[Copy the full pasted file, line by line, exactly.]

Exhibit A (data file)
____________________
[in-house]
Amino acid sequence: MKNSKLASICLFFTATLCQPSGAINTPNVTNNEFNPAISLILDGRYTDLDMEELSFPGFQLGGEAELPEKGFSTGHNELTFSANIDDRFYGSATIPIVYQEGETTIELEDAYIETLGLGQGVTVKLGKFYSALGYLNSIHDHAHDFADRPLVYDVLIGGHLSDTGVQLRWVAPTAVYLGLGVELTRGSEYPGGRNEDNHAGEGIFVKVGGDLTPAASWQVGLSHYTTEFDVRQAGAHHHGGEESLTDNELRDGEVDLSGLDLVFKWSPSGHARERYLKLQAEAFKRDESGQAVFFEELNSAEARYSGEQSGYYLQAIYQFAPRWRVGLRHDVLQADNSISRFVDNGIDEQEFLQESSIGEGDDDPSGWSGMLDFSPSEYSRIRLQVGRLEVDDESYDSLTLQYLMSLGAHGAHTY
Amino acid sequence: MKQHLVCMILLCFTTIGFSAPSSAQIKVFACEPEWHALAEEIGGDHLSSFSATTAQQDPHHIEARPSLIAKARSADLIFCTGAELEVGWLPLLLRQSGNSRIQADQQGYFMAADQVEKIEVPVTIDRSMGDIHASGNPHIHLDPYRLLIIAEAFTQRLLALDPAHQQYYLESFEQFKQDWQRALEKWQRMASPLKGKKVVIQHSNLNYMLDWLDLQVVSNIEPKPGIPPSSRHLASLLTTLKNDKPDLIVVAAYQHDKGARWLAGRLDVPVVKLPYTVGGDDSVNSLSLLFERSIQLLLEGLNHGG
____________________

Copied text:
[in-house]
Amino acid sequence: MKNSKLASICLFFTATLCQPSGAINTPNVTNNEFNPAISLILDGRYTDLDMEELSFPGFQLGGEAELPEKGFSTGHNELTFSANIDDRFYGSATIPIVYQEGETTIELEDAYIETLGLGQGVTVKLGKFYSALGYLNSIHDHAHDFADRPLVYDVLIGGHLSDTGVQLRWVAPTAVYLGLGVELTRGSEYPGGRNEDNHAGEGIFVKVGGDLTPAASWQVGLSHYTTEFDVRQAGAHHHGGEESLTDNELRDGEVDLSGLDLVFKWSPSGHARERYLKLQAEAFKRDESGQAVFFEELNSAEARYSGEQSGYYLQAIYQFAPRWRVGLRHDVLQADNSISRFVDNGIDEQEFLQESSIGEGDDDPSGWSGMLDFSPSEYSRIRLQVGRLEVDDESYDSLTLQYLMSLGAHGAHTY
Amino acid sequence: MKQHLVCMILLCFTTIGFSAPSSAQIKVFACEPEWHALAEEIGGDHLSSFSATTAQQDPHHIEARPSLIAKARSADLIFCTGAELEVGWLPLLLRQSGNSRIQADQQGYFMAADQVEKIEVPVTIDRSMGDIHASGNPHIHLDPYRLLIIAEAFTQRLLALDPAHQQYYLESFEQFKQDWQRALEKWQRMASPLKGKKVVIQHSNLNYMLDWLDLQVVSNIEPKPGIPPSSRHLASLLTTLKNDKPDLIVVAAYQHDKGARWLAGRLDVPVVKLPYTVGGDDSVNSLSLLFERSIQLLLEGLNHGG